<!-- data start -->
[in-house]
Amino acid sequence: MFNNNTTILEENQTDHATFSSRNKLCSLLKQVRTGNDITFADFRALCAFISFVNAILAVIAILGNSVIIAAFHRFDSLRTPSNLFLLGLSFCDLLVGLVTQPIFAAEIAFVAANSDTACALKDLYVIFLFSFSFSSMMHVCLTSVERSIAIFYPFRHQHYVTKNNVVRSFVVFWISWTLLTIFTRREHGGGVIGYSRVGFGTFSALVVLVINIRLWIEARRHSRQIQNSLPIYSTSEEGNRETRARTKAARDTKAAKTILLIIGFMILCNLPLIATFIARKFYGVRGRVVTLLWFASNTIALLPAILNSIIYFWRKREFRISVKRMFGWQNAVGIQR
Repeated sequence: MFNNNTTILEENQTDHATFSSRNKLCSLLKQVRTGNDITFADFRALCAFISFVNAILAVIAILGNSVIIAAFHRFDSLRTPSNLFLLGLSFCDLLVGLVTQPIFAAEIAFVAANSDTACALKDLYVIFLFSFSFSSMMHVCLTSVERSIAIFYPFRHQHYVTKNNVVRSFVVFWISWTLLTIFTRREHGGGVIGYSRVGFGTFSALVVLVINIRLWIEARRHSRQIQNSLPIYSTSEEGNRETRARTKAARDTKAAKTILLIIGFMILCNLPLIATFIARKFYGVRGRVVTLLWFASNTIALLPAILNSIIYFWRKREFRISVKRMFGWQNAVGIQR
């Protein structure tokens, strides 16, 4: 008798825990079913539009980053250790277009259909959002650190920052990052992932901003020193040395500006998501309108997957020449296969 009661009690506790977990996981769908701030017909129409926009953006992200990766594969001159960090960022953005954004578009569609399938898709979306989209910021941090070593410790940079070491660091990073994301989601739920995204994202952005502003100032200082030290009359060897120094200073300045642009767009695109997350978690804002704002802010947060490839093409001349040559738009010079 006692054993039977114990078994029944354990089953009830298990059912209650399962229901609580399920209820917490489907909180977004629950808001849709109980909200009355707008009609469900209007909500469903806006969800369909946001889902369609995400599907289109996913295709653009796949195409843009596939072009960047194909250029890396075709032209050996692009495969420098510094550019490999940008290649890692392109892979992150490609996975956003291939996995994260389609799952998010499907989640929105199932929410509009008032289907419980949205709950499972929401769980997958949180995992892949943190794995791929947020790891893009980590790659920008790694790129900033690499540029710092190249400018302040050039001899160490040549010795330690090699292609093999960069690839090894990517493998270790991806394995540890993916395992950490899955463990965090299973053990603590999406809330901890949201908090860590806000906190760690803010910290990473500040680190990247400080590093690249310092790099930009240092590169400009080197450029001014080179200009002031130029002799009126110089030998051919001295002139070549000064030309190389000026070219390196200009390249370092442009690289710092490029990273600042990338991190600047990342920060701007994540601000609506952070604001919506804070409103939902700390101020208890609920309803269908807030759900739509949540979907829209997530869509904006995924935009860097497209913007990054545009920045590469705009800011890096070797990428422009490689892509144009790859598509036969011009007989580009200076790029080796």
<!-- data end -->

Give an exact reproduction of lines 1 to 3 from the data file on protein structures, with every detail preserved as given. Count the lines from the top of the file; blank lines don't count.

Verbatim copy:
[in-house]
Amino acid sequence: MFNNNTTILEENQTDHATFSSRNKLCSLLKQVRTGNDITFADFRALCAFISFVNAILAVIAILGNSVIIAAFHRFDSLRTPSNLFLLGLSFCDLLVGLVTQPIFAAEIAFVAANSDTACALKDLYVIFLFSFSFSSMMHVCLTSVERSIAIFYPFRHQHYVTKNNVVRSFVVFWISWTLLTIFTRREHGGGVIGYSRVGFGTFSALVVLVINIRLWIEARRHSRQIQNSLPIYSTSEEGNRETRARTKAARDTKAAKTILLIIGFMILCNLPLIATFIARKFYGVRGRVVTLLWFASNTIALLPAILNSIIYFWRKREFRISVKRMFGWQNAVGIQR
Repeated sequence: MFNNNTTILEENQTDHATFSSRNKLCSLLKQVRTGNDITFADFRALCAFISFVNAILAVIAILGNSVIIAAFHRFDSLRTPSNLFLLGLSFCDLLVGLVTQPIFAAEIAFVAANSDTACALKDLYVIFLFSFSFSSMMHVCLTSVERSIAIFYPFRHQHYVTKNNVVRSFVVFWISWTLLTIFTRREHGGGVIGYSRVGFGTFSALVVLVINIRLWIEARRHSRQIQNSLPIYSTSEEGNRETRARTKAARDTKAAKTILLIIGFMILCNLPLIATFIARKFYGVRGRVVTLLWFASNTIALLPAILNSIIYFWRKREFRISVKRMFGWQNAVGIQR